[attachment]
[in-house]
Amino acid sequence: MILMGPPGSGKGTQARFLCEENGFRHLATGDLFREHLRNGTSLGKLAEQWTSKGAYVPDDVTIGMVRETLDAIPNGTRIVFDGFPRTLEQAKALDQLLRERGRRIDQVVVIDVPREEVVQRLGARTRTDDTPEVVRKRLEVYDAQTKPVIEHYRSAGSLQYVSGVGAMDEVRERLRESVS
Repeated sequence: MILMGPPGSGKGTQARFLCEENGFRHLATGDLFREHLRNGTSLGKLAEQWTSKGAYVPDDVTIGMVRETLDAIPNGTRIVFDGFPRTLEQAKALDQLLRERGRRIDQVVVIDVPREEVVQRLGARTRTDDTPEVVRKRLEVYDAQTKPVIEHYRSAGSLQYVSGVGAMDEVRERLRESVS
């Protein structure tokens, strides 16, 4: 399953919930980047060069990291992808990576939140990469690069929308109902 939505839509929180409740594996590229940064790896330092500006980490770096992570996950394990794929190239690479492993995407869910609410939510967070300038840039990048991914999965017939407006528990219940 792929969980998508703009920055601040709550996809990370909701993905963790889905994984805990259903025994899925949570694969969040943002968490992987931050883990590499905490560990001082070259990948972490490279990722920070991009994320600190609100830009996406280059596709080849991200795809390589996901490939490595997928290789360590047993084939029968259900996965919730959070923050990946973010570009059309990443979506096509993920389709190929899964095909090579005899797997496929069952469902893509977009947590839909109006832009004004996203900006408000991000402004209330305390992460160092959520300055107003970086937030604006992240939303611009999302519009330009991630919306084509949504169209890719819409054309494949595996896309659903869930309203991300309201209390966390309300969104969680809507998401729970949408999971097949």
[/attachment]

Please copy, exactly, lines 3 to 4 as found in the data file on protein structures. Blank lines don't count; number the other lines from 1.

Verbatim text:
Repeated sequence: MILMGPPGSGKGTQARFLCEENGFRHLATGDLFREHLRNGTSLGKLAEQWTSKGAYVPDDVTIGMVRETLDAIPNGTRIVFDGFPRTLEQAKALDQLLRERGRRIDQVVVIDVPREEVVQRLGARTRTDDTPEVVRKRLEVYDAQTKPVIEHYRSAGSLQYVSGVGAMDEVRERLRESVS
């Protein structure tokens, strides 16, 4: 399953919930980047060069990291992808990576939140990469690069929308109902 939505839509929180409740594996590229940064790896330092500006980490770096992570996950394990794929190239690479492993995407869910609410939510967070300038840039990048991914999965017939407006528990219940 792929969980998508703009920055601040709550996809990370909701993905963790889905994984805990259903025994899925949570694969969040943002968490992987931050883990590499905490560990001082070259990948972490490279990722920070991009994320600190609100830009996406280059596709080849991200795809390589996901490939490595997928290789360590047993084939029968259900996965919730959070923050990946973010570009059309990443979506096509993920389709190929899964095909090579005899797997496929069952469902893509977009947590839909109006832009004004996203900006408000991000402004209330305390992460160092959520300055107003970086937030604006992240939303611009999302519009330009991630919306084509949504169209890719819409054309494949595996896309659903869930309203991300309201209390966390309300969104969680809507998401729970949408999971097949």